Organizational culture gets talked about a lot by people discussing success in organizations. It is rightly considered an important determining factor in measurements including retention, job satisfaction, trust levels, productivity and much more. Yet there are some common misconceptions about where culture comes from and who is responsible for it. Because of these misconceptions too many leaders ignore or deny their role.
Let me start with three facts that will dispel those misconceptions
Culture belongs to all leaders, not just the C-Suite. If you think that culture is the sole responsibility of the senior leadership, you are mistaken. Every leader has a role to play in creating, nurturing and maintain the organizational culture. In fact, to individual employees, their boss is in many ways the face of the culture and the biggest contributing factor to it. Which means that . . .
No one does it alone. Culture is about “how things are done around here,” and every leader impacts that. After all, if you are in an organization of any size, how often do most employees directly interact with senior managers? They interact far more regularly with their boss or manager. And because of this, even if you as a leader don’t think you have a responsibility for your organizational culture, the reality is that . . .
You are impacting the culture with everything you do. Culture creation isn’t an initiative and it isn’t static. Yes, the basic constructs of any organizational culture exist based on the past experiences of people; the culture is always fluid and always adjusting, based on the examples, situations and actions of everyone in the organization, especially the leaders.
Once you realize these facts, that you do have some influence over the organizational culture, the logical question is, what can I do, from where I am, to have a positive impact on changing the culture for the better (or even maintaining the components that are great)? Here are six specific ideas.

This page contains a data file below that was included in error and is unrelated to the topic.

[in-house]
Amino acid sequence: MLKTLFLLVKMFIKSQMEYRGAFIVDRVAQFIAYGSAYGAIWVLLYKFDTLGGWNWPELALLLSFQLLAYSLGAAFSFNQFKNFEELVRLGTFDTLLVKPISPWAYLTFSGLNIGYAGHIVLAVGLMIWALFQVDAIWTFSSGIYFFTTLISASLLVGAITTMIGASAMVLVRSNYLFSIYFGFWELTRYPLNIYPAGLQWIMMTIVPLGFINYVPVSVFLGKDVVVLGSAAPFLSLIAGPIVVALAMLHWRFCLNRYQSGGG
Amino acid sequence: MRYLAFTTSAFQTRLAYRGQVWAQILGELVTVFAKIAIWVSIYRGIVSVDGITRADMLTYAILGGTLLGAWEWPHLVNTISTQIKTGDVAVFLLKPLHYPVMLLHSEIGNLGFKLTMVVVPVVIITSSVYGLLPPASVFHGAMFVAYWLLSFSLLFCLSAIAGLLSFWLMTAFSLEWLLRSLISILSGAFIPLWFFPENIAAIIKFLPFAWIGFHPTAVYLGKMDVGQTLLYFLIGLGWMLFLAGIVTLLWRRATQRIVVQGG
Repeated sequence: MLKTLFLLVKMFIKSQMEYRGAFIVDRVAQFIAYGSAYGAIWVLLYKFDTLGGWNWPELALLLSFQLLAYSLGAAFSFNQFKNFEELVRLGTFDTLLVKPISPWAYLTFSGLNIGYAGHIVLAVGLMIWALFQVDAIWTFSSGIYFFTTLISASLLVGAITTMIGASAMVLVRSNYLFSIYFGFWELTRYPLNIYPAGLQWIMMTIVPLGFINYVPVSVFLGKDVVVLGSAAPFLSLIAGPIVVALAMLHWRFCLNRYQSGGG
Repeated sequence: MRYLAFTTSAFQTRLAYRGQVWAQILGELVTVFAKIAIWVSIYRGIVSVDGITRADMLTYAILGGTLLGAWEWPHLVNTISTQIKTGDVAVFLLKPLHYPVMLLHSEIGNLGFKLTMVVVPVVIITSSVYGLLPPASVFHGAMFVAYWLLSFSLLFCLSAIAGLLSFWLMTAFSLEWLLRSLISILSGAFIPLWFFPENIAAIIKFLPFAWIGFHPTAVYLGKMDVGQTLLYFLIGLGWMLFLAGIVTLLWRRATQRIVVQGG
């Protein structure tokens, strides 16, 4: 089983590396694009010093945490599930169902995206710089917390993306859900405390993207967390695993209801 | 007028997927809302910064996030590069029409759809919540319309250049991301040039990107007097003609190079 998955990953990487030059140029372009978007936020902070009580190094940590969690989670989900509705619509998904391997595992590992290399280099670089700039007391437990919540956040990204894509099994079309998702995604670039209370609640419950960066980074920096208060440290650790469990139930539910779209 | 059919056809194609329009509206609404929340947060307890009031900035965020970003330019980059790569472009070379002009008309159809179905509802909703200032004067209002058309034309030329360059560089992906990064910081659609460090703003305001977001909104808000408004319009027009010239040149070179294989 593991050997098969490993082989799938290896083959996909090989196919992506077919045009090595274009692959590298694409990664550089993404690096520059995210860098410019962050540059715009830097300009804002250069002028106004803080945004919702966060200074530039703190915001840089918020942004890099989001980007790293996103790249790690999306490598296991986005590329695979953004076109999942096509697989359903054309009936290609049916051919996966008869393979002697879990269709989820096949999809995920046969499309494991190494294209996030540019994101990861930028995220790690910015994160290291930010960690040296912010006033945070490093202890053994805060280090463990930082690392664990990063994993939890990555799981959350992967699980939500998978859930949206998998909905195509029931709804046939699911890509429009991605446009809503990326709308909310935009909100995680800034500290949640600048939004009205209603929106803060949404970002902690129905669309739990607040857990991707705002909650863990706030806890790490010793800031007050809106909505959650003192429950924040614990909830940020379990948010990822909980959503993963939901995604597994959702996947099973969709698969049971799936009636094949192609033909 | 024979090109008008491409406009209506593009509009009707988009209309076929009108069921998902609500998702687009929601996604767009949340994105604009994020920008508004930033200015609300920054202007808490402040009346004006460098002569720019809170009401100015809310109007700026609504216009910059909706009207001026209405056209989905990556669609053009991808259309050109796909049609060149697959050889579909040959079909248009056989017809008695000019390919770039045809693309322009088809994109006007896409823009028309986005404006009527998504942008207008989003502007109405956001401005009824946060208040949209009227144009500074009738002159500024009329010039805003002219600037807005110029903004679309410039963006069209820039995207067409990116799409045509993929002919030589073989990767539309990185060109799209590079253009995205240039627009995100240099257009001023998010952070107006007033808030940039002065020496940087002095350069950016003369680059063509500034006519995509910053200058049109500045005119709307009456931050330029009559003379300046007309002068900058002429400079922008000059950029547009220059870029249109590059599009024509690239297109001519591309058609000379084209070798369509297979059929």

Get clear on your vision for the culture. Yes this can happen organizationally, but you don’t have to wait. Have a clear image of what you are trying to create, at home or for your particular team, office, department, or division.
Behave intentionally. Ghandi said to “be the change you want to see in the world.” Only you can own your behavior, and people are paying more attention than you might realize. Make sure your behavior matches the culture you want to reinforce.
Consider your attitude. Whatever your vision for your culture, remember that your attitude will play a significant part in it.
Create clear expectations. While your behavior is a starting and reinforcing point, you must let others know what behaviors you are looking for and coach to them and hold people accountable for them.
Make culture part of your decision making process. When making decisions, large and small, ask yourself how that decision will impact the culture you are trying to create.
Hire based on your desired culture. One important decision you make is when you bring people into your team or organization. Make sure you consider your culture when you hire. Will the person fit and will they contribute naturally to the culture you are nurturing?
Even now, near the end of this article, you may be thinking that your impact on a large organizational culture may be small. Perhaps this is true. When you feel discouraged or powerless, consider that the most important part of a culture is what it is like to work where you are, with the people you interact with every day.
Have you ever noticed how water responds to a pebble being dropped into it? Ripples form, in concentric and ever widening circles. Yes, the ripples get smaller as they disperse, but they do grow. In matters of organizational culture as an individual leader, manager or supervisor, you are the pebble, while your impact is greatest closest to you, your behavior will impact culture more directly and in greater ways than you realize.